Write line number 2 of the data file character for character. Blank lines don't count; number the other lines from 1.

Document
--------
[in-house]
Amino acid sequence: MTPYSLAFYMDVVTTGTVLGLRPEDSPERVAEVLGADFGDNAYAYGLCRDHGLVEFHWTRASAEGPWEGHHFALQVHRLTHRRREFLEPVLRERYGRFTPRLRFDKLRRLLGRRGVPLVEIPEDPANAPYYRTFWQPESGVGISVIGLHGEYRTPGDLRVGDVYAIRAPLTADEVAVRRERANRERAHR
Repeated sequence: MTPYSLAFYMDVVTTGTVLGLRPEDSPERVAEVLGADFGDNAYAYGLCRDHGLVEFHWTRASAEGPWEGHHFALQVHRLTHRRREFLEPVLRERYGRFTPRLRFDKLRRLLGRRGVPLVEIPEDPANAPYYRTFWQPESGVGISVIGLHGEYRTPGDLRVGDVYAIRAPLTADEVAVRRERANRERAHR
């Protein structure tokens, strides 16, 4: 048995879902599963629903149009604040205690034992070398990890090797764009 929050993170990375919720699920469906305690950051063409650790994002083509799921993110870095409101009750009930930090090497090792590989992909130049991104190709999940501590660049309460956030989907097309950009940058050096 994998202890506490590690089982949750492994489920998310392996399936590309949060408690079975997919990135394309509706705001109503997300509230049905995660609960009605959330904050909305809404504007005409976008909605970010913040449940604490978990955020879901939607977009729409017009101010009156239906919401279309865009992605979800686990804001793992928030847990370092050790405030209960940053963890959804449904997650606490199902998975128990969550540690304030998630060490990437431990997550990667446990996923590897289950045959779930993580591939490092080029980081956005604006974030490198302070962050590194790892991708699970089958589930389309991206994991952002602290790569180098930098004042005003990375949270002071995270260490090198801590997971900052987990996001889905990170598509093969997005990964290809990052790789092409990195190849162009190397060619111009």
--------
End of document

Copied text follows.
Amino acid sequence: MTPYSLAFYMDVVTTGTVLGLRPEDSPERVAEVLGADFGDNAYAYGLCRDHGLVEFHWTRASAEGPWEGHHFALQVHRLTHRRREFLEPVLRERYGRFTPRLRFDKLRRLLGRRGVPLVEIPEDPANAPYYRTFWQPESGVGISVIGLHGEYRTPGDLRVGDVYAIRAPLTADEVAVRRERANRERAHR